Tetrahydrocannabinol (THC), the psychoactive ingredient in cannabis, could have significantly different effects on older brains than on those of younger animals.  Recent studies are showing that a low daily dose of cannabis could improve your memory.

Cannabis has gotten its own studies lately thanks to the growing desire for not only its medicinal properties but its recreational usage as well.  If any of the positive impacts on mice extend to human beings, cannabis could help doctors treat the cognitive decline that comes with old age, including dementia.

The study took place over a period of four weeks. Neurobiologist Andreas Zimmer of the University of Bonn in Germany and his team administered small doses of THC via a drip to mice aged two months old (young), 12 months old (mature), and 18 months old (elderly).

The quantity of THC administered was small, 3 mg per kilogram of body weight per day.  This was too low of a dose to intoxicate the animals, but the researchers wanted to see what the effects were on the mice’s endocannabinoid system.  This is the system of receptors in the brain and nervous system that help regulate appetite, mood, and memory, and which also respond to THC.  The results were nothing short of astounding, especially in the elderly mice.

“The treatment completely reversed the loss of performance in the old animals,” Zimmer said. “It looked as though the THC treatment turned back the molecular clock.”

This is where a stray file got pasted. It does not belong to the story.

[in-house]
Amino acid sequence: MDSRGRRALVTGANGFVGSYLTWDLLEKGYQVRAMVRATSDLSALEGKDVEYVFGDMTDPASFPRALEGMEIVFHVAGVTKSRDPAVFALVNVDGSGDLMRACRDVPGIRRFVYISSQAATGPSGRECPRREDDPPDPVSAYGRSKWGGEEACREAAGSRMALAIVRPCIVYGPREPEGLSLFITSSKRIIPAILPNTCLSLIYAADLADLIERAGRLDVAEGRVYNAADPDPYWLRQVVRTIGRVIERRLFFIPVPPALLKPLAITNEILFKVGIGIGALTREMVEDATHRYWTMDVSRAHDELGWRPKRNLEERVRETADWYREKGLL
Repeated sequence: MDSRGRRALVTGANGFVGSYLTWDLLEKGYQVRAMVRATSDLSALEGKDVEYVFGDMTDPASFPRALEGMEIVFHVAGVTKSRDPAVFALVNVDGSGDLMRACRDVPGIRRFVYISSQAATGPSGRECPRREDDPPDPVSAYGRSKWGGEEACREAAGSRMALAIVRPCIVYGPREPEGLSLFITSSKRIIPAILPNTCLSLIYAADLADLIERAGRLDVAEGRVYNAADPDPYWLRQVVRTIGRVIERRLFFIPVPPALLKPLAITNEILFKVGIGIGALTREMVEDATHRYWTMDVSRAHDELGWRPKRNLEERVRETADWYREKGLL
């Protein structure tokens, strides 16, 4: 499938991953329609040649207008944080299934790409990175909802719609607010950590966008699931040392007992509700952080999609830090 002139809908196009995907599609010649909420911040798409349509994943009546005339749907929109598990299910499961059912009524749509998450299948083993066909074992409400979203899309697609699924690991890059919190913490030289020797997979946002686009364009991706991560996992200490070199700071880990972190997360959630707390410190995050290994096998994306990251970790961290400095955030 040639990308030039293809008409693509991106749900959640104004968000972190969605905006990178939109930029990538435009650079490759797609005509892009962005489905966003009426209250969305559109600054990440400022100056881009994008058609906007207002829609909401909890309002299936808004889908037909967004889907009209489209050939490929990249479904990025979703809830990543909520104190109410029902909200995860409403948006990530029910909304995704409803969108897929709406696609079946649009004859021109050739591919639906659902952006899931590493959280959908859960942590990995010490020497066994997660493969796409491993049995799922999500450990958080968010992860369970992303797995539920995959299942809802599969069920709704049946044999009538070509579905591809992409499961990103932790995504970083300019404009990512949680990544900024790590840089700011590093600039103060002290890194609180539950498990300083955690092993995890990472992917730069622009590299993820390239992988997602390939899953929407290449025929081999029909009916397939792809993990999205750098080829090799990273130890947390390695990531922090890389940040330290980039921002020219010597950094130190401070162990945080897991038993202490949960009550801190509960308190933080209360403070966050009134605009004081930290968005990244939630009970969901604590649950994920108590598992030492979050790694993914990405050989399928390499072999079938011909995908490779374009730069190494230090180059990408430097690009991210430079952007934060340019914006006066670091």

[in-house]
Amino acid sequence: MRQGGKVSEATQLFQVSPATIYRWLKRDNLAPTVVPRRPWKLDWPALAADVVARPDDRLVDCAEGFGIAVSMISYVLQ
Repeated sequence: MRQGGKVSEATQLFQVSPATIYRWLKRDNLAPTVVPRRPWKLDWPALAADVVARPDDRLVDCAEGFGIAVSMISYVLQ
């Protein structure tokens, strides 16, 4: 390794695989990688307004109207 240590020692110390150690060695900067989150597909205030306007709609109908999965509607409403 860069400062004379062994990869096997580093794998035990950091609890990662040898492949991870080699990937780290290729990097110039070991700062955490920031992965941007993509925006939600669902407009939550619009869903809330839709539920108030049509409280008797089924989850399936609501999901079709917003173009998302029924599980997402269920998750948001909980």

In cognition tests with control animals using a water maze to assess spatial awareness, object recognition, and partner recognition, the young mice outscored their mature and elderly counterparts, as was expected. But when the animals were given the same dose of THC, the mature and elderly mice vastly boosted their performance in the learning and memory tests, doing as well as young, drug-free animals in the control group.

The good news doesn’t end there, either.  The positive effects on cognitive function lasted for several days.  The tests on the mice were conducted 5 days after they finished a 28-day daily administration of the THC. But the young mice did see their performance decline during testing.  It was the older mice that really benefited from the daily dosage.

“It seems that the young brain becomes old and the old brain becomes young,” one of the team members, Andras Bilkei-Gorzo, told The Scientist. “At first sight. it was totally illogical, but I realized when we gave the same drug to a young [animal], it overdrives the cannabinoid system – it’s [non-typical] hyperactivity and they have to bear the consequences. [But] in the old, the same treatment normalizes pathological low activity.”

But the team thinks that there’s a perfectly acceptable reason for that, although it’s just a hypothesis right now.  It could be because THC imitates the effect of naturally occurring cannabinoids produced in the body. Too much of this could create an intoxicating effect, but when animals are older, the THC supplement seems to restore cannabinoid levels back to those of young mice.

“With increasing age, the quantity of the cannabinoids naturally formed in the brain reduces,” Zimmer explains in a press release.  “When the activity of the cannabinoid system declines, we find rapid aging in the brain.”

Of course, there is no proof that this could benefit humans, but that’s the next step, according to this team. A clinical trial on humans is expected later this year.  With similar results, we could see cannabis help lead us to a cure for dementia.